The manuals were then translated into a visual, cartoon guide. According to Gilbert Giordani, a lawyer and member of the HPLWG, this was especially helpful as it allowed the information to reach even the furthest rural communities where literacy rates are low. Copies were also distributed to many universities and are still used by professionals in classroom settings, including Gilbert’s, to this day.

 

One of the largest groups to benefit from the work of the HPLWG, are female-headed households. In 2005, the Ministry of Health indicated that only 8.5% of women surveyed had sole possession of land and another 16.4% shared land ownership. Disputes over land inheritance are common across the country often arising between a widow and her late husband’s family. Without the knowledge of how to protect her land rights, a woman can find herself at risk of eviction.

 

The group’s work has greatly impacted farmers and workers who occupy government land and believe the land, therefore, belongs to them and can be passed down to dependents. Although this is not the case, there is a legal pathway toward ownership that can be followed. Legal documents do more than just prevent eviction, they can also provide opportunities. Families can now use their property as collateral for business ventures. Alexandra Jackson, Habitat Haiti and HPLWG Program Manager, believes “the manual has directly helped those who are at the greatest risk of losing their land or home, especially women who often don’t involve themselves in the legal aspects of owning land.”

Leveraging Land in Haiti

Over the last ten years, the popularity and usefulness of the manuals have paved the way for future projects. Additional manuals detailing issues of credit and land inheritance are now underway with plans to launch this year. The HPLWG routinely provides policy-making recommendations to the Government of Haiti to further land policy, administration, and management reforms. It became obvious that there are many occasions where two or more individuals claimed rights to the same land – an avoidable problem if there was a well-established cadastre, which outlined parcels of land, their characteristics, and owners. To tackle this problem, Habitat Haiti launched the Leveraging Land in Haiti project in 2019, which is using technology and data, community mapping and interactive training to strengthen land rights administration and land tenure security across the country.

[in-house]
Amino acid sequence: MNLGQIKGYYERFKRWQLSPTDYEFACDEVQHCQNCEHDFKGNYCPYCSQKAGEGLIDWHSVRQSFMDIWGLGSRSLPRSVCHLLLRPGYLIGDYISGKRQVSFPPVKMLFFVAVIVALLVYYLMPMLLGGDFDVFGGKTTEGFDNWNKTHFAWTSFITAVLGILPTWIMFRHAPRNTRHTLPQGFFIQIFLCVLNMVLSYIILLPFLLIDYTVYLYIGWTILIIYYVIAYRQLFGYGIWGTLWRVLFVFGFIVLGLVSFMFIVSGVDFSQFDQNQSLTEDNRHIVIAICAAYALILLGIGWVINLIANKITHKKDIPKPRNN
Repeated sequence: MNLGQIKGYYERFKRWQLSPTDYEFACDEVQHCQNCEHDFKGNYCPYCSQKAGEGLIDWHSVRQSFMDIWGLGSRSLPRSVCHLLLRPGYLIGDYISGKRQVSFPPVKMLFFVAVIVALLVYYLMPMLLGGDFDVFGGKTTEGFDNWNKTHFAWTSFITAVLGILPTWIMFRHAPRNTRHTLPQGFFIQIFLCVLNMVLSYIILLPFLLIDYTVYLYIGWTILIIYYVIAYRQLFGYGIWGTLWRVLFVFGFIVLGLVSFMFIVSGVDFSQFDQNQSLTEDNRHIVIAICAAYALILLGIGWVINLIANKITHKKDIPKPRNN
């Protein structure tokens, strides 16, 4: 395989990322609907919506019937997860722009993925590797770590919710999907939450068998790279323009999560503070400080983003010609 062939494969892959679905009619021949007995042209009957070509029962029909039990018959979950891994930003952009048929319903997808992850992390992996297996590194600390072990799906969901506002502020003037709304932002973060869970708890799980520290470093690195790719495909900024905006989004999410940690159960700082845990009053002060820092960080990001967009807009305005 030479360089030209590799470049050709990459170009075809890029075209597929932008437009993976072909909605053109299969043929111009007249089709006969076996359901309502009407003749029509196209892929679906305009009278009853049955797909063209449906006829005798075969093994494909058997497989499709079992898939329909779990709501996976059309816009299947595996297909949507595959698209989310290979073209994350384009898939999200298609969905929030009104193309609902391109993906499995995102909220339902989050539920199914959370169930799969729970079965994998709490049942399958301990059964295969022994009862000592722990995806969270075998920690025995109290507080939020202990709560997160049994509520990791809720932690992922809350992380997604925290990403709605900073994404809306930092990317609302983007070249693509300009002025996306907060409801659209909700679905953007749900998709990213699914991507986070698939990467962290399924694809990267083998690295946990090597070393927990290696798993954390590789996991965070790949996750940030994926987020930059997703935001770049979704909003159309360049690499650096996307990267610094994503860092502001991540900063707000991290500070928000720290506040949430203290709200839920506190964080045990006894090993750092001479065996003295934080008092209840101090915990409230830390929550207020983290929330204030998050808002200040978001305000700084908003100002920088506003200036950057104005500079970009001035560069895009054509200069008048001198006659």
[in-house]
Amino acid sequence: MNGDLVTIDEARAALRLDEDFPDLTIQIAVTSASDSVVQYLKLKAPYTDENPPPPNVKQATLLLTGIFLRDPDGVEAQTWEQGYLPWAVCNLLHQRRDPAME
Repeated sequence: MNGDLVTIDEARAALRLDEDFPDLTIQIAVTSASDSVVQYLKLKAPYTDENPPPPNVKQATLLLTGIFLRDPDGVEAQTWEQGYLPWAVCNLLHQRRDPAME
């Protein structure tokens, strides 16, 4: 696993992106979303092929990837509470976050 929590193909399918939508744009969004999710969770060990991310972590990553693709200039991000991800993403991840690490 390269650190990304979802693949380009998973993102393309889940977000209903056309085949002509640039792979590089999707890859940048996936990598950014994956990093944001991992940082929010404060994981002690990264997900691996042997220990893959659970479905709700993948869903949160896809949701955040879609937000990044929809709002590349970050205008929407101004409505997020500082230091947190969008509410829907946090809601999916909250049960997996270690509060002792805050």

Today, Habitat Haiti has uploaded over 34,000 land entries into two municipalities’ tax databases. Through support from the HPLWG, over 1,000 individuals and 38 municipal staff have been trained on the land tenure regulation process through this project. The impact of this work alone is enormous and will continue. While the Group is proud to reflect on the impact of our land tenure work over the last 10 years, they are already looking ahead knowing that together we can make a difference for the most vulnerable families in Haiti.